Do You Know What Your Newborn Was Tested For?

Suzanne Murray

newborn screening tests

photo by TiffanyC7

Newborn screening tests are now required in all 50 states (four years ago only about 1 in 3 babies was born in a state that required screening). The tests check for genetic, metabolic, hormonal and functional disorders. Advocates say the tests are important because babies usually don't show any symptoms of these disorders—some of which lead to mental retardation or death—until after the damage is already done.

The March of Dimes estimates that about 4,000 babies with metabolic disorders were discovered by newborn screening in 2004, and another 12,000 were found to have a hearing impairment.

"Any time you can proactively identify a problem and treat it, you can avoid a lot of complications and lifelong consequences," said Dr. Jamie Grifo, a professor of obstetrics and gynecology at New York University Langone Medical Center in New York City. "Hopefully, we'll have a national standard on newborn screening that will benefit all children."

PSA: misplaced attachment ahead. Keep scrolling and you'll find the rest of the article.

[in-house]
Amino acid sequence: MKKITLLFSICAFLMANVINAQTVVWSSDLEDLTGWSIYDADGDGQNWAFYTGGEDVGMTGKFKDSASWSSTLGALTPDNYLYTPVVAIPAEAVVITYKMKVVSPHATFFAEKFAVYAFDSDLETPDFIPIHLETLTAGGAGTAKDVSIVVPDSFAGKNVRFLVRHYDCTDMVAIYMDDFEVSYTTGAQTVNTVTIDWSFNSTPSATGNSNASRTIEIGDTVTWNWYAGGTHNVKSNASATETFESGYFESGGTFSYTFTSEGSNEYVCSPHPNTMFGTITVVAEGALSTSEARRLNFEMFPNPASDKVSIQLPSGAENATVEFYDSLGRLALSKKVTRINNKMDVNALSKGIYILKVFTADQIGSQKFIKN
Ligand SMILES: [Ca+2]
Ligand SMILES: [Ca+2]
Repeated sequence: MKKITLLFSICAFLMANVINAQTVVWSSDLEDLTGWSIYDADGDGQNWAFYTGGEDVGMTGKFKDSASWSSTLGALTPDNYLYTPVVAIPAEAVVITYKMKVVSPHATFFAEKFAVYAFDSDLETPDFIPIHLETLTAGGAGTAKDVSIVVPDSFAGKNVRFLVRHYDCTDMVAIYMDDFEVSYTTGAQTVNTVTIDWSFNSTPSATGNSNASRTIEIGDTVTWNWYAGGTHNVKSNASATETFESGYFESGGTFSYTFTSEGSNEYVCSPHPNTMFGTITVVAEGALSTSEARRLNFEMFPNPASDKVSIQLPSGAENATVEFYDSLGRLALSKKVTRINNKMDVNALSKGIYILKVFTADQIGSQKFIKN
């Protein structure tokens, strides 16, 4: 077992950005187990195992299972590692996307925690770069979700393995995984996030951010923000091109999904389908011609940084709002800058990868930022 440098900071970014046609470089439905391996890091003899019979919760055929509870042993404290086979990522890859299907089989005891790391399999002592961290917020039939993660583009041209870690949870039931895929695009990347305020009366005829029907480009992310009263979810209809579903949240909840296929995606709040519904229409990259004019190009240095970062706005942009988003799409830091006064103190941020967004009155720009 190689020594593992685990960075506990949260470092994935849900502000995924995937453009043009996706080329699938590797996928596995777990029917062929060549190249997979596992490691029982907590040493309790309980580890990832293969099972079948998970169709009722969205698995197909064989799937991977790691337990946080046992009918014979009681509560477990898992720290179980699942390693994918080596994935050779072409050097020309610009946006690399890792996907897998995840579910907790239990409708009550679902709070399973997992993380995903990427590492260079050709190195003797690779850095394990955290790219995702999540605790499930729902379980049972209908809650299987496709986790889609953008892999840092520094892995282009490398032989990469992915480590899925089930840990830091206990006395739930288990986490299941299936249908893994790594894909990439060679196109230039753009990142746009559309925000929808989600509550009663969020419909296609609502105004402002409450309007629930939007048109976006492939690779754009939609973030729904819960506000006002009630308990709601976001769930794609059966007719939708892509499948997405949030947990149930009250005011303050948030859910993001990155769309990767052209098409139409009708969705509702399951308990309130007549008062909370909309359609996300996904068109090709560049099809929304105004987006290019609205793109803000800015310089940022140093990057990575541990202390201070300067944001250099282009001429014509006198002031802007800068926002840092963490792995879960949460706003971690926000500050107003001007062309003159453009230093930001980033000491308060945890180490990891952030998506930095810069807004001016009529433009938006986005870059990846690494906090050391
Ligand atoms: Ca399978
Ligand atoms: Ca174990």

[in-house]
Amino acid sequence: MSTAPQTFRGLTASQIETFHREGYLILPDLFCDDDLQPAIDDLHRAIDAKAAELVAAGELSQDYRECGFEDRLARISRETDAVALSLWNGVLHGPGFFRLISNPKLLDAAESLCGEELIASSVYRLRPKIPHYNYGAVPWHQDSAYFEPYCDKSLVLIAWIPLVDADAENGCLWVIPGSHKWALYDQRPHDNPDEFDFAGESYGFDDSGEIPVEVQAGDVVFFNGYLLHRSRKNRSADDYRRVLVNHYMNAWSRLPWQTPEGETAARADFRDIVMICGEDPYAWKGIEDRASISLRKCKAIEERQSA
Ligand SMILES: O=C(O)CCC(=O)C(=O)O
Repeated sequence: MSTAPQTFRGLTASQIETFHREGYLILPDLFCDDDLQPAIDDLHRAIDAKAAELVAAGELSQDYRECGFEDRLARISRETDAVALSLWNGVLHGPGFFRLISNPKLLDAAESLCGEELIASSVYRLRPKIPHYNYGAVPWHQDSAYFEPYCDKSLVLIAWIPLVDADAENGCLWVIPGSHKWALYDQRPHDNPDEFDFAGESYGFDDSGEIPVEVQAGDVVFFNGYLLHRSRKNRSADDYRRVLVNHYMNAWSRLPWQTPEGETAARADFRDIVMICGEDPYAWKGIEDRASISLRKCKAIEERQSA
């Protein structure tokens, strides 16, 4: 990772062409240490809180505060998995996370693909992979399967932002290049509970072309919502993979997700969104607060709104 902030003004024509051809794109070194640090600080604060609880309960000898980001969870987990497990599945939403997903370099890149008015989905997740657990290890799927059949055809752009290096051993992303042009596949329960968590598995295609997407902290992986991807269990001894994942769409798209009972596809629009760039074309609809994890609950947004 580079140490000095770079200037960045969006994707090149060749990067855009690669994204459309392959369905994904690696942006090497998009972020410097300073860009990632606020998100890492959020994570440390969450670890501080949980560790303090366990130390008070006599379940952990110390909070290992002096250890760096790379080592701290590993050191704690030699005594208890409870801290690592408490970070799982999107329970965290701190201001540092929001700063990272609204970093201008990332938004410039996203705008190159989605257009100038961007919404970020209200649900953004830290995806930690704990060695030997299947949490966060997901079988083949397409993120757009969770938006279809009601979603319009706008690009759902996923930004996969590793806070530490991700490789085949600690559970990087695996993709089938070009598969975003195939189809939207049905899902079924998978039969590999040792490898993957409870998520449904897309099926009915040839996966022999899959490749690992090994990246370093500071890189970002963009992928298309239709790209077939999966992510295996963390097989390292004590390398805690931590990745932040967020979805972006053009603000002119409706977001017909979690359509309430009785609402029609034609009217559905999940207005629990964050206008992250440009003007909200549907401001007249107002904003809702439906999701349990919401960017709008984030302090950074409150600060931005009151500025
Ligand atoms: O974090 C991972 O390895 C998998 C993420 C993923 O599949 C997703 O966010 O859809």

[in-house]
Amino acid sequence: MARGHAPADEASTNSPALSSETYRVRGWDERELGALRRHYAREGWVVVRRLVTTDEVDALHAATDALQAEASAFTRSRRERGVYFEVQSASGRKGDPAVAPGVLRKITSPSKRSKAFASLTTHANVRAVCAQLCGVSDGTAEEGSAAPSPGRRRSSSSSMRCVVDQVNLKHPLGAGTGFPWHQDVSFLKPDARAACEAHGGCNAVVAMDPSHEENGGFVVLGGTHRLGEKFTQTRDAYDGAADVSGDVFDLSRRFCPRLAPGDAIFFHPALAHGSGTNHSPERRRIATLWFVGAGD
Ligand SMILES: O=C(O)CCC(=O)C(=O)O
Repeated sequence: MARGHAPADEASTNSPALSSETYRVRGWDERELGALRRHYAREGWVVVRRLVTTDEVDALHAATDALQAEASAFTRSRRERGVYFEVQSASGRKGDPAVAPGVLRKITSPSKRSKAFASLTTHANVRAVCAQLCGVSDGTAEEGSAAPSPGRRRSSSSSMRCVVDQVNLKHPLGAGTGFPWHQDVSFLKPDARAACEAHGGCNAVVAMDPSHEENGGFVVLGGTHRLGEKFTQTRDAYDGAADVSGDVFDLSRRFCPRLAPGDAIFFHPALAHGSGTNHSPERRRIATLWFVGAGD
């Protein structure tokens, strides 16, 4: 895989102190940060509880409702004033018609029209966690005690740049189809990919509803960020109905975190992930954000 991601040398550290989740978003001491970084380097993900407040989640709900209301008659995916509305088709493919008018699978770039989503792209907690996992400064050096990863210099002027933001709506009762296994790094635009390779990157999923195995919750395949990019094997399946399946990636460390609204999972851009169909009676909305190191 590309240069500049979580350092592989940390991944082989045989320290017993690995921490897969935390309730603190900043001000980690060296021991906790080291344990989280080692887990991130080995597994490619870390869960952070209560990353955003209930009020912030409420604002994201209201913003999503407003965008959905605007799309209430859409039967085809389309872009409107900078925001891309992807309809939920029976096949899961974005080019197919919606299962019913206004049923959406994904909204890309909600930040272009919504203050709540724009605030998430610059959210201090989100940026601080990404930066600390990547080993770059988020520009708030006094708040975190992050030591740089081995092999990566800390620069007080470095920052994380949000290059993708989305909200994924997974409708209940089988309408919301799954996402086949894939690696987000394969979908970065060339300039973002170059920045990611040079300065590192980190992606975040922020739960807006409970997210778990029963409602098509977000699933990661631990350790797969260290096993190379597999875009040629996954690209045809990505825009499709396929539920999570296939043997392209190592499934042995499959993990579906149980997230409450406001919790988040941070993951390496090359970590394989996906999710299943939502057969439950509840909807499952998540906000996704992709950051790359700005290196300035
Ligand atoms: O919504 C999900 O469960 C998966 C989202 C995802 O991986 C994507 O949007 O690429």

As of 2008, about half of all states tested newborns for all 29 conditions recommended by the American College of Medical Genetics (most states test for at least 21). The cost for this screening is about $100 and is covered by most health insurances.

Were you told what screenings your baby had? Do you think it's important that all babies be tested or should it be the choice of the parents? Do you think you should have to pay for tests that are required by law?

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